university

Picking humanities paper topics

Picking a good topic for college papers in humanities classes can be challenging. It’s particularly hard if the subject of the class is new to you, and/or if you’re not used to choosing your own topics.

Good topics usually have all of these attributes:

  • You find the topic interesting.
  • The topic is relevant to the class.
  • Enough material is available that you’ll be able to find sources.
  • The topic is small/specific enough that you’ll be able to write about it in the amount of time you have.
  • The teacher knows enough about the topic to be able to help you if you get stuck.

One way to find topics that probably fit into all of those categories is to use the class syllabus:

  • Look through the syllabus of the class.
  • Find the reading that is most interesting to you.
  • When you do that reading, notice what you’re curious or confused about. 
  • Is there something that doesn’t make sense? 
  • Is there something that makes a surprising amount of sense?
  • Or something that you’d like to know more about? 
  • Or something that raises a question?
  • Once you’ve found something you want to know about, write down your question. 
  • Then look at the footnotes in the reading. 
  • Go look up the sources the reading cites.
  • It can also help to check out the book that the reading came from, or to look up other things by the author.

This usually works well because:

  • If the reading has a citation related to your question, that means there’s material on it. 
  • If your topic is related to the reading, your teacher will probably be at least somewhat familiar with it.
  • If you’re raising a question about the reading, it’s more likely that you’ll be able to finish the paper in the amount of time you have.
  • If the topic is coming out of a question you had while reading, you’re more likely to find it interesting while you write.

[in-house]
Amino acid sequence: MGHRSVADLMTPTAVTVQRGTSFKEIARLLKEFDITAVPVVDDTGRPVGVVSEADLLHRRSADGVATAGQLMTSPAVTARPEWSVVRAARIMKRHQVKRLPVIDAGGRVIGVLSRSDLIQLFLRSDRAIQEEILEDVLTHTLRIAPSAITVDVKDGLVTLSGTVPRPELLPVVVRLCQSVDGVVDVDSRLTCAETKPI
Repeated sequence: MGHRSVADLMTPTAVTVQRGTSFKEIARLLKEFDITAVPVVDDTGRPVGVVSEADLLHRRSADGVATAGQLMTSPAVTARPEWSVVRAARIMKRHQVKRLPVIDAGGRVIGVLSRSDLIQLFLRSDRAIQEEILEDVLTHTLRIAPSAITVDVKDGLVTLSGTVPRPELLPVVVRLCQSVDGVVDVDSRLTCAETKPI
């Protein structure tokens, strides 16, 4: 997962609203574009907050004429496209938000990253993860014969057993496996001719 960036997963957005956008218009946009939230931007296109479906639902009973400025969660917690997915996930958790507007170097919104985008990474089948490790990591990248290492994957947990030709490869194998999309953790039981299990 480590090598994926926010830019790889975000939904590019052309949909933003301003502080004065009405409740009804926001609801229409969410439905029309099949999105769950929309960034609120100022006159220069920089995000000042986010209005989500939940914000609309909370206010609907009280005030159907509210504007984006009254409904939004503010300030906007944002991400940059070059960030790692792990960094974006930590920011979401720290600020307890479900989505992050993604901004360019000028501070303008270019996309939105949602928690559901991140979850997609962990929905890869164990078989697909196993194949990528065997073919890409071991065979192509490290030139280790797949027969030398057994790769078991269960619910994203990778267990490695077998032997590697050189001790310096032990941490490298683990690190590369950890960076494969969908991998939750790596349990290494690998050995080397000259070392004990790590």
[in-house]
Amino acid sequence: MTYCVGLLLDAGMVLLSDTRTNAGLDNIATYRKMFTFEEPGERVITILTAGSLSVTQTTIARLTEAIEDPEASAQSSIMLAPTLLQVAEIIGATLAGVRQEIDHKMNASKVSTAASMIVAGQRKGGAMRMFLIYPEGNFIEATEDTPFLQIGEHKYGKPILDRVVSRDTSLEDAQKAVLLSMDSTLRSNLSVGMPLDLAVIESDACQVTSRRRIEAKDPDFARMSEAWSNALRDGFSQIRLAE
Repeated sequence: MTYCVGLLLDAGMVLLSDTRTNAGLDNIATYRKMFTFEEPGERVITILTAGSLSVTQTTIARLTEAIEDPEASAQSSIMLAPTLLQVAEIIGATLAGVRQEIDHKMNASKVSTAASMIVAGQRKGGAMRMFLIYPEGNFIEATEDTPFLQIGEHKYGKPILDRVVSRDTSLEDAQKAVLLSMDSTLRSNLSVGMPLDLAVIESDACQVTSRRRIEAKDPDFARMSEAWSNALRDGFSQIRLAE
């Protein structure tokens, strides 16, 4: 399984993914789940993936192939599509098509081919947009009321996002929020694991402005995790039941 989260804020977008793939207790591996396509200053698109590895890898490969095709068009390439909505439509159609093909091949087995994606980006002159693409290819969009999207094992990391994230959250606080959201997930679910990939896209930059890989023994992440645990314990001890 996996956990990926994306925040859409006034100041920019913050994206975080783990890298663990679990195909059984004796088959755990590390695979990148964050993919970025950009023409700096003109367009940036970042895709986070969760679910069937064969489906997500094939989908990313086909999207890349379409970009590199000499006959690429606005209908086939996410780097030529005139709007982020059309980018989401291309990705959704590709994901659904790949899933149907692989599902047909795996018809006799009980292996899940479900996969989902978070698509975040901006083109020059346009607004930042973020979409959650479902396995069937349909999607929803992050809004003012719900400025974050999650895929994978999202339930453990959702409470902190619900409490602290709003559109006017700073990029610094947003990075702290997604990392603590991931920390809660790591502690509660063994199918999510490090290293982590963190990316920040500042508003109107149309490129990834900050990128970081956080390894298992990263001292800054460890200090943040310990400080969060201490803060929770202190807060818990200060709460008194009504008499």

• Writing about something closely related to the reading can also help you to review material and prepare for the final exam.

tl;dr Picking a paper topic in humanities classes can be hard. Using the readings and the syllabus to find topics can make it easier. 

Interactions with instructors

Anonymous said to :

Hi, do you know anything about student-professor interaction? I’m one of those students that stops by a professor’s office to talk and strikes up conversations on the way back to class very often. Is this OK? I’m not so good at reading social queues and I don’t know if I would know if said professor wasn’t OK with it, or if it was inappropriate. I’m not doing it for a good grade or academic advantages; I just like the conversations a lot.


realsocialskills said:


It’s ok to go to a professor’s office to talk to them during office hours; that is what office hours are for. It’s not ok to show up unannounced outside of office hours. If you want to talk to them outside of office hours, you have to make an appointment first. For most professors, the right way to do that is by emailing them and asking if they have time to meet with you.


If there are other students waiting to speak to the professor during office hours, be mindful of the fact that they also need to talk to the instructor. Wrap up the conversation in an amount of time that will make it possible for them to get a turn too (particularly if the conversation you want to have isn’t time-sensitive). 


It’s usually ok to strike up conversations after or on the way to class, but only up to a point. If they say that they need to do something, don’t keep chatting; take that as a sign that the conversation needs to end for now. Also, don’t try to follow them into their office.


tl;dr It’s ok to talk to professors during office hours. Don’t come by without an appointment at other times. 


Anyone else want to weigh in? Instructors - what kind of contact do you welcome from students? What is unwelcome. Which cues do you wish your students picked up on when you are trying to end conversations?